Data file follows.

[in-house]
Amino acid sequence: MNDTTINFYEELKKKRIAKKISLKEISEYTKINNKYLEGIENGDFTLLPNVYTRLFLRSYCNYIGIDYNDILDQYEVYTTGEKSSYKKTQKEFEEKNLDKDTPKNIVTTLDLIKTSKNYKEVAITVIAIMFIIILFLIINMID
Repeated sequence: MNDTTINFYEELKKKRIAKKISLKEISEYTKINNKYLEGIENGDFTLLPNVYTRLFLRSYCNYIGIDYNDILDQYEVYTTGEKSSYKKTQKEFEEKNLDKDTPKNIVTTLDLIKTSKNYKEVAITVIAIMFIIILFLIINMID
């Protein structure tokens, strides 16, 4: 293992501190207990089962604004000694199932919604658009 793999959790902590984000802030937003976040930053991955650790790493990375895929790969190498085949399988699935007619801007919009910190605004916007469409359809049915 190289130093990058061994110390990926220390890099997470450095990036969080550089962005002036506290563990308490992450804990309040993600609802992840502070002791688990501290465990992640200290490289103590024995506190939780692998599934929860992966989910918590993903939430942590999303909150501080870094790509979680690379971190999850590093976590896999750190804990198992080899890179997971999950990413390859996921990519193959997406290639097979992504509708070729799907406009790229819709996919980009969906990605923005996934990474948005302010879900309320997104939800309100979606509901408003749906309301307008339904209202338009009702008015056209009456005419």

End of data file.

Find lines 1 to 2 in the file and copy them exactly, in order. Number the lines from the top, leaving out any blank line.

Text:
[in-house]
Amino acid sequence: MNDTTINFYEELKKKRIAKKISLKEISEYTKINNKYLEGIENGDFTLLPNVYTRLFLRSYCNYIGIDYNDILDQYEVYTTGEKSSYKKTQKEFEEKNLDKDTPKNIVTTLDLIKTSKNYKEVAITVIAIMFIIILFLIINMID